Advocates call on Winnipeg mayor to cancel plans to dismantle homeless camps
'You can't displace people that are already displaced,' says Mama Bear Clan co-ordinator
A group of advocates for the homeless in Winnipeg are calling on the city to cancel plans to hire a contractor to dismantle tent cities over the summer.
"I think it's ridiculous. You can't displace people that are already displaced," said Alexa Legere, co-ordinator of the Mama Bear Clan, a patrol group that helps vulnerable people in Point Douglas.
An open letter to the city and a petition with more than 700 signatures calling on the city to change its plans will be presented at a meeting with Mayor Brian Bowman on June 25, Legere said.
In May, the city issued a request for proposals on the City of Winnipeg website, looking for a contractor to take on a job that would include discarding "bulky waste" that makes up "temporary homeless shelters," such as mattresses, tarps, shopping carts and garbage.
The contractor would also be responsible for collecting and disposing of "biohazardous" waste like needles and condoms, the request for proposals said.
City reviewing proposals
In an email to CBC, a spokesperson for the City of Winnipeg said the deadline for submissions for the request for proposals has closed, and the city is currently in the process of reviewing proposals.
The city previously told CBC News the request for proposals was issued after an increase in calls to 311 about needles and sharps.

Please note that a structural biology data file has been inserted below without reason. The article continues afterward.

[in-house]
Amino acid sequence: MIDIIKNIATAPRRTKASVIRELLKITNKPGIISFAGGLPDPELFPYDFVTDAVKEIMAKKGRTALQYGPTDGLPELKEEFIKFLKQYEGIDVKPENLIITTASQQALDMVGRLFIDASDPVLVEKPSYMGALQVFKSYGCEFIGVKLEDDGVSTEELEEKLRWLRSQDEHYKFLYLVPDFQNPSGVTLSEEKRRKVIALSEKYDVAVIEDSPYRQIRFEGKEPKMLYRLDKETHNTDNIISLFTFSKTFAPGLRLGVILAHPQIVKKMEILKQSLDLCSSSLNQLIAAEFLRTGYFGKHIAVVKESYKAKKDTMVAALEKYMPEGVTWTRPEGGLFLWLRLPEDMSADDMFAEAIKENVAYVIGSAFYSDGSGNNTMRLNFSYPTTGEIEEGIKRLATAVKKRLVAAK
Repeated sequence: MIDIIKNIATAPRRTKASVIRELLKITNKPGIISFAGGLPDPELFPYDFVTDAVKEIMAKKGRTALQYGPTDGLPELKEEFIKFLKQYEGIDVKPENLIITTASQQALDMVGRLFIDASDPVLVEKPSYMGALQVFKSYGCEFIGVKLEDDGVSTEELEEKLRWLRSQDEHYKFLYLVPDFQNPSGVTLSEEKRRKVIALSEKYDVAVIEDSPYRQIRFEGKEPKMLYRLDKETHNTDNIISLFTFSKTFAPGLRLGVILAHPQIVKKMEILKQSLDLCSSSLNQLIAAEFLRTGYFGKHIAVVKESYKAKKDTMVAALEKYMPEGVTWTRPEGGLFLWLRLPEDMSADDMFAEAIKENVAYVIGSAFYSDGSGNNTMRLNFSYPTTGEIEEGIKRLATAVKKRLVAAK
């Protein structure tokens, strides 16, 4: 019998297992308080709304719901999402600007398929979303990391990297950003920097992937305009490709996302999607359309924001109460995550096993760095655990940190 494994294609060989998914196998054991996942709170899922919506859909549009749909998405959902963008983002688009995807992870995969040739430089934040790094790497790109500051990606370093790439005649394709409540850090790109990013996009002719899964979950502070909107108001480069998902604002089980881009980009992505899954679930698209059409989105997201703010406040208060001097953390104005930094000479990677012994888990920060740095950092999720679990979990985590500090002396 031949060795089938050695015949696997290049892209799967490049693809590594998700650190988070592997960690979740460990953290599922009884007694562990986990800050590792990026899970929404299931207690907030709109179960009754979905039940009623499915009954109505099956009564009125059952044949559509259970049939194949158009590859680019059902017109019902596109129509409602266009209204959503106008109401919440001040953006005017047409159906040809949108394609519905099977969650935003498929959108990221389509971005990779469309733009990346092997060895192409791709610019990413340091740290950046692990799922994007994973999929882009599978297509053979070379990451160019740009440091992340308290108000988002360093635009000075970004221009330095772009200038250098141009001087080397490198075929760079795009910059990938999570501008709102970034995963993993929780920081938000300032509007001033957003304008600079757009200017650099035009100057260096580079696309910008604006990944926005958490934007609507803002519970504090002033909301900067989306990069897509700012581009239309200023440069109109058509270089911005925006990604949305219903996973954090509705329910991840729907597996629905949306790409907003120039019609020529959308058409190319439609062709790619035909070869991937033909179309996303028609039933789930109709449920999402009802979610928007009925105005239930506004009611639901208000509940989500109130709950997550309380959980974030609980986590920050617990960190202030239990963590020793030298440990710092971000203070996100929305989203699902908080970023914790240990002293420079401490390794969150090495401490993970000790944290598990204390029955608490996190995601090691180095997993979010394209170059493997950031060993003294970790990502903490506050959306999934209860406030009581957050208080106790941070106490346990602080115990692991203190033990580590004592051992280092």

"The [request for proposals] made it seem that [homeless] people were connected to the garbage and waste, which is not the case," said Legere. "Not everybody that is homeless are using [drugs] or littering."
In terms of removing shelters used by homeless people, the city will take "all reasonable care" to protect the health and safety of people living in the shelters, city spokesperson Ken Allen told CBC last month.
Legere said removing the camps can do more harm than good, and the city should instead focus on finding solutions to help those living on the streets.
"These are people's homes," she said.
"It's going to be more traumatizing for them.… They're going to take everything and throw it out, and then these people have to start from scratch?"
Legere said more than a dozen agencies in the city, including the Main Street Project, have signed the open letter calling for the cancellation of the request for proposals and further consultation with stakeholders to develop a plan for homeless people.
"Systemically we have a lot of issues to tackle in this province that would contribute to actually making a footprint on ending homelessness," said Adrienne Dudek, Main Street Project's director of transitional housing.
"We want to create non-judgmental services and a welcoming environment," Dudek said.
"But until we look at those larger issues … we're just not going to make any headway."
Legere said she received an email from the mayor's office accepting their request to meet with Bowman next week, and she's looking forward to raising her concerns and sharing ideas with the mayor.
She said a group of concerned citizens will join her at the meeting, including Point Douglas resident Sharon Johnson, who started the petition following a protest last month at city hall.
The mayor's office has confirmed with CBC that a meeting has been scheduled with the group on June 25.
Siloam Mission, a homeless shelter with 110 beds, said it has not signed the petition.
"We haven't signed anything, we haven't taken a position on this yet," said communications manager Luke Thiessen.
"It is something we are watching very closely because, of course, we work with many of those agencies."
While people will sometimes camp in temporary shelters near Siloam, Thiessen said, "the reality for us is that for the most part, those who are staying in these tent cities and choosing to stay outside are generally not part of the community we are serving, so in many cases they are not known to us."
He added Siloam's doors are always open to those who need shelter.